Maximiano Ochante

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Maximiano Ochante

Maximiano Ochante is an expert at making altarpieces. He spent his childhood in the convent of Santa Clara, Ayacucho, because his father worked there. He supported the work of the church until he was nineteen years old and left Ayacucho.

His parents encouraged him to do evangelical work, a family tradition. Maximiano knew he was not a gifted speaker, so he found a different form of expression. He became convinced that, by making altarpieces, his hands could spread the words of the Lord. Thus, he ended up doing evangelical work, just like his ancestors, parents and siblings. Maximiano was intrigued by art from an early age. As a ten-year-old he took a course in crafting during a school holiday. It was a short course, but its content continues to motivate him today.

Afterwards, he wanted to learn more about making altarpieces. Mardonius López, son of the grand altarpiece-maker Antay Joaquín López, taught him the basic rules and the type of paint one should use. The rest of his knowledge he acquired as an autodidact. At the time, many artists struggled to find financial support. The lack of opportunities, terrorism and the low profitability of his work, pushed Maximiano to Lima in 1980.

As he did not have enough money to study, Maximiano started to make chess sets with characters from the Incas and the Spanish, as well as altarpieces he offered to tourists. He contacted art galleries and they were impressed by the beauty of his work. They began to sell his pieces in the center of Lima and he became a well-known artist.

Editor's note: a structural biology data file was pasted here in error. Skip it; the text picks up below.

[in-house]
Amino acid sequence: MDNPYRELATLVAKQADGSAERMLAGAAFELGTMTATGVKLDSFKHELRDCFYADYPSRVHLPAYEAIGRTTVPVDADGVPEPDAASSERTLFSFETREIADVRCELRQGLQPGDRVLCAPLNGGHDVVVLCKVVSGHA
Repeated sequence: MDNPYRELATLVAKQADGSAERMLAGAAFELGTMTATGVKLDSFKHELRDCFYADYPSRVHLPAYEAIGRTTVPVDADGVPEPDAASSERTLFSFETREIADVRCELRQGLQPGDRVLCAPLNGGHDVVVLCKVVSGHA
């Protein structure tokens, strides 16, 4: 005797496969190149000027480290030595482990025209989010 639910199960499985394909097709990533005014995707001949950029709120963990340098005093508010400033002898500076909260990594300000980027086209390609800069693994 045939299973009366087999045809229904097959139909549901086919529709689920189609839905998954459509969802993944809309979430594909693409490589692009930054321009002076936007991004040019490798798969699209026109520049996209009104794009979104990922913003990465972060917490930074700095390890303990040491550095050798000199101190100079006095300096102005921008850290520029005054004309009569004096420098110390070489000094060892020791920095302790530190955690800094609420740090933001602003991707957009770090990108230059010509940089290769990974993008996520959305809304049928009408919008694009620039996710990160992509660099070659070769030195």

As always, he was confident in the ability of his hands, so he decided to study to become a dental technician. He realized the possibilities this would give him in life, even beyond creating dental prosthetics. 

After making a lot of sacrifices, Maximiano won the Inti Raymi prize two times, in 1995 and 1997. Other awards followed and European experts recognized him as a talented representative of Peruvian folk art. He has exhibited in Peru and abroad and is best-known for his altarpieces.

Maximiano is still as cheerful and optimistic as before. He lives surrounded by a multitude of figures made of flour and plaster. Some are brightly painted and other white figures are ready to be colored.

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